Archive for August, 2012


…the problem with instant histories: an absence of historical perspective. If the recent economic uptick is sustained, the unemployment rate keeps falling, and Obama wins a second term in November, the vicissitudes of his first term may eventually appear in a more flattering light. In early 1984, Reagan was widely viewed as a divisive and controversial figure. Twelve years later, it was Bill Clinton. It is amazing what a prosperous second term can do for a President’s reputation.

John Cassidy, “Replay,” The New Yorker (26 March 2012), 105.

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R. Yisrael Meir Ha-Cohen’s Sefer Chafetz Chayim is the only major work that touches on these issues, though it does not, to my knowledge, discuss newspapers explicitly. There has not been much debate concerning the arguments made by R. Yisrael Meir Ha-Cohen in his classic work, which surprises me. That is not to denigrate, Heaven forbid, the scholarship of the Chafetz Chayim; but, in Halakhah, all the great works are debated and challenged. Challenging the arguments made in a halakhic work is often a sure sign of its enduring relevance.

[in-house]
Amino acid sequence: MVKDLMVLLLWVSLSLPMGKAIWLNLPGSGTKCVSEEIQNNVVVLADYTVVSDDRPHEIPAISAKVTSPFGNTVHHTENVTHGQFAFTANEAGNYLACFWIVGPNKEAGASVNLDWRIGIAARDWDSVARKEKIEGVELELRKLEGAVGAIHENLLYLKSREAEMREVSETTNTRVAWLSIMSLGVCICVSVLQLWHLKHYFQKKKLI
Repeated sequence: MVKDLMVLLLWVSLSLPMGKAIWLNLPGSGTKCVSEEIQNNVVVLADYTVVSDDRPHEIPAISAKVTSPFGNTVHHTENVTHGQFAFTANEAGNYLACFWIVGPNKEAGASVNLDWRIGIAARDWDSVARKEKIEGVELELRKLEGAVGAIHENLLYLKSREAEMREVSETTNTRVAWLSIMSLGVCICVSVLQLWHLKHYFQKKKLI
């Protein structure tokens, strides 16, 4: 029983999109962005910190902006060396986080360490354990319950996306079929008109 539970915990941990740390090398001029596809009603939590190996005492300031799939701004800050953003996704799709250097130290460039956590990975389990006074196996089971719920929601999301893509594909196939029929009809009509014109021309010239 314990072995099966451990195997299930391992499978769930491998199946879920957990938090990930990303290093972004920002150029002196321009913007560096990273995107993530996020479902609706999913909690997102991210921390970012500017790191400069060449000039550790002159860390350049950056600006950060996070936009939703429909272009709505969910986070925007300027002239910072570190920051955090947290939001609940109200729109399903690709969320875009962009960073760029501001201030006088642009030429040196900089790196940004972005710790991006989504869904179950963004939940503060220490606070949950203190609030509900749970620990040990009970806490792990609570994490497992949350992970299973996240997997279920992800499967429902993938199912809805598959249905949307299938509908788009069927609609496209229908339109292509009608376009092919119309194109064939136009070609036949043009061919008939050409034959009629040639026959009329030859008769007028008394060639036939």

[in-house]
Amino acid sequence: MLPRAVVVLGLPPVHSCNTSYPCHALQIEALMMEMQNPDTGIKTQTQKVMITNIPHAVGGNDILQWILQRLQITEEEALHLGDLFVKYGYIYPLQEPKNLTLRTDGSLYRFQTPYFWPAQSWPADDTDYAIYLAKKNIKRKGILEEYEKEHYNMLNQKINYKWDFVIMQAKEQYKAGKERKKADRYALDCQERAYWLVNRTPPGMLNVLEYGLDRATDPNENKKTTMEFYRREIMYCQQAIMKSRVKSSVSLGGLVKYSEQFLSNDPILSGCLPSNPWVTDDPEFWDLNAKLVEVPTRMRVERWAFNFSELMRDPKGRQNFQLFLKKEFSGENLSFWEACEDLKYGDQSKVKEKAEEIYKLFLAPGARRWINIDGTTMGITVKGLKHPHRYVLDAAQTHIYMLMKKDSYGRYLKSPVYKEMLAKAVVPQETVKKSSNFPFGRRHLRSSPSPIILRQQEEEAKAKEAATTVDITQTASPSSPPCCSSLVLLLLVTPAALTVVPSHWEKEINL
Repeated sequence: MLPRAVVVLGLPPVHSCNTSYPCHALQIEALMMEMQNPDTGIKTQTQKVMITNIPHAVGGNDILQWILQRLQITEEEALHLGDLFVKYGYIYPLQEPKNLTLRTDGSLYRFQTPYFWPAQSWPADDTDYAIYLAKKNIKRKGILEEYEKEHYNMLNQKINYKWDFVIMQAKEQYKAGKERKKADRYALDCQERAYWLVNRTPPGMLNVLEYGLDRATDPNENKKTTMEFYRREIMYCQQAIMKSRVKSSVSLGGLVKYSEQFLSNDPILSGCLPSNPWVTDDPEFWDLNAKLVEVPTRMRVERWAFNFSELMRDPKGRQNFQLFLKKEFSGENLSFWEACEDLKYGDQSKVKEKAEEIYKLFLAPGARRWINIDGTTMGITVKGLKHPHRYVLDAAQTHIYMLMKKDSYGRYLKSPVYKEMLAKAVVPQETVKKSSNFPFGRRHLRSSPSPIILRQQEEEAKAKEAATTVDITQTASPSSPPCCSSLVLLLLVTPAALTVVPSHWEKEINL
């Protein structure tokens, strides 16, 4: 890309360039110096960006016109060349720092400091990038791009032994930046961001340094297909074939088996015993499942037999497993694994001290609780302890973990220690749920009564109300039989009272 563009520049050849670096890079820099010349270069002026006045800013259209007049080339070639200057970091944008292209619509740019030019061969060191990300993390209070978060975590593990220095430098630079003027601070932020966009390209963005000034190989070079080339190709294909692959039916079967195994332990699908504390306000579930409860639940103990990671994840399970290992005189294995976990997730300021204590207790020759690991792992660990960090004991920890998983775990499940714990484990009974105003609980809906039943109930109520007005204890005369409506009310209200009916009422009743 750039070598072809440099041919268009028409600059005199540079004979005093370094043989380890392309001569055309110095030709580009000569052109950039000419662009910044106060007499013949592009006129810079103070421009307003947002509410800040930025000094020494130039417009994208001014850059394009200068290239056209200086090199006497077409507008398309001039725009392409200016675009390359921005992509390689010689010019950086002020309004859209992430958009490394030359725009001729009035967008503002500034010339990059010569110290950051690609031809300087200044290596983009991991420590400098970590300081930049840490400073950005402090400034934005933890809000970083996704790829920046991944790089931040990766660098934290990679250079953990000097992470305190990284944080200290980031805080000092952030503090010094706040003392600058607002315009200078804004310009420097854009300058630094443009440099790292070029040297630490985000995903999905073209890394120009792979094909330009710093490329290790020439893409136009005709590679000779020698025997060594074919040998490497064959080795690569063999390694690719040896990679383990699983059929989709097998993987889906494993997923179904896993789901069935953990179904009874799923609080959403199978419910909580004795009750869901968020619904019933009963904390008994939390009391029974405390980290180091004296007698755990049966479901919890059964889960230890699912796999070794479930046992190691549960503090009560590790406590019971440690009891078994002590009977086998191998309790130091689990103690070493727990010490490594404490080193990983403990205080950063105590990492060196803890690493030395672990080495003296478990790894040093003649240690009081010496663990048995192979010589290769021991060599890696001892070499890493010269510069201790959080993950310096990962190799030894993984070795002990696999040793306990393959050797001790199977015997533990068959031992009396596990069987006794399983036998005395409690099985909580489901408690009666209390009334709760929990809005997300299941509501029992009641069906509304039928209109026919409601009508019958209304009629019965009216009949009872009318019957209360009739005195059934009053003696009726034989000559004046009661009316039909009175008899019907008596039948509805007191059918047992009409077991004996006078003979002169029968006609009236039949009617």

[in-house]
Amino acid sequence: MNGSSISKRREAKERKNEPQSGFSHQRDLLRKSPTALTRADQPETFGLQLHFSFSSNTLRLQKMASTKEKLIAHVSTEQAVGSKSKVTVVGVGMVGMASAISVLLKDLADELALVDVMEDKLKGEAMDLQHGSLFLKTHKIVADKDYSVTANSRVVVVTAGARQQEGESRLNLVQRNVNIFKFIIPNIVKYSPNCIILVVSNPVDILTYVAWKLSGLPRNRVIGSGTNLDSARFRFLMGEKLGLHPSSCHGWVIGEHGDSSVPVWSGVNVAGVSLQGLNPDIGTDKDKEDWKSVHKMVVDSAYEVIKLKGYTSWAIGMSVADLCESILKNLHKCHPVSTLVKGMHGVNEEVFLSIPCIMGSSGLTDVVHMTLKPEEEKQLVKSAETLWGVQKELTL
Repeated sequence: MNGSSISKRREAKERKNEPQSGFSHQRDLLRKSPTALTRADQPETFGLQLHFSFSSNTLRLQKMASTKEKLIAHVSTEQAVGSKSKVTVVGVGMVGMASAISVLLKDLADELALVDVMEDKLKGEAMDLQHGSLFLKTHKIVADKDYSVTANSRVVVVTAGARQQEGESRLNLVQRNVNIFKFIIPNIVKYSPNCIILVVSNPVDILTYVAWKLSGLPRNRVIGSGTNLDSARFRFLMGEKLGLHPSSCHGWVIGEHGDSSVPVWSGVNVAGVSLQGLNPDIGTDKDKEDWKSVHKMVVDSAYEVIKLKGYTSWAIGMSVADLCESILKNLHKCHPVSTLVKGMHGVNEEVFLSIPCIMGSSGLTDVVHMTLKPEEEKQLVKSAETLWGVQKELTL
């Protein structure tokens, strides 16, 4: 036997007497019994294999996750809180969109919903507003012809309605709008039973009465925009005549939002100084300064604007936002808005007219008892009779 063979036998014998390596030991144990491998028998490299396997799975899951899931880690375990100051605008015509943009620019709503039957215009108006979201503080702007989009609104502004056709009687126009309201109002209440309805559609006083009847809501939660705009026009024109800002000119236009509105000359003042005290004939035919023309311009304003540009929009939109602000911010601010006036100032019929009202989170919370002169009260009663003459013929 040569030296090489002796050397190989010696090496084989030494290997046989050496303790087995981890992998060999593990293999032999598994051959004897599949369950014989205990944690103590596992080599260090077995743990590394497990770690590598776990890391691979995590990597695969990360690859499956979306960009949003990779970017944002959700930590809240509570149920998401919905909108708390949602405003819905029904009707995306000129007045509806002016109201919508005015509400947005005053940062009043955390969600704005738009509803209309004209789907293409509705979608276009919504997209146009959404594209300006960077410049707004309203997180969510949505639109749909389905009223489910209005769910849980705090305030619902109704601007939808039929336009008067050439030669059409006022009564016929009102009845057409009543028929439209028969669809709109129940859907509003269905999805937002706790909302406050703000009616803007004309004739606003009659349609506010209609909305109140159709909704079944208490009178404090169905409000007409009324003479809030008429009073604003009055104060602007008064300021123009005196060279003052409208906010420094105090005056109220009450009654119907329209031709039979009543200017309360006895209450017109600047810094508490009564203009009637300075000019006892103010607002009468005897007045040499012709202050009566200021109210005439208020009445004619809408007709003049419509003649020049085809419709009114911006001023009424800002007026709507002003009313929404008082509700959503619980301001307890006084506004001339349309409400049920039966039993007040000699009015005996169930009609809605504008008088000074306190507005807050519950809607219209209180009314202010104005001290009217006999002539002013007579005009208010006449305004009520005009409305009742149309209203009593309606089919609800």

Michael Pershan, “Halakhic Values of Journalism,” Responsibility Inscribed, vol. 1 (2012), 34.

The national Jewish surveys done in 1990 and 2000 were the subject of much controversy because of questions like these. Additionally, in the 2000 survey, data was said to have been lost, misunderstood and miscounted.

Demographers, it turns out, also tend to be a feisty crowd, and after both national surveys they publically ripped into their peers’ methodologies and analysis.

But Phillips said that what outsiders perceive as catfights are pretty standard for the academic world, where merciless peer reviews are common. He points out, too, that all the demographers who criticize each other continue to work together and share data sets.

Julie Gruenbaum Fax, “Who Knows Who L.A.’s Jews Are?,” The Jewish Journal (27 July-2 August 2012), 37.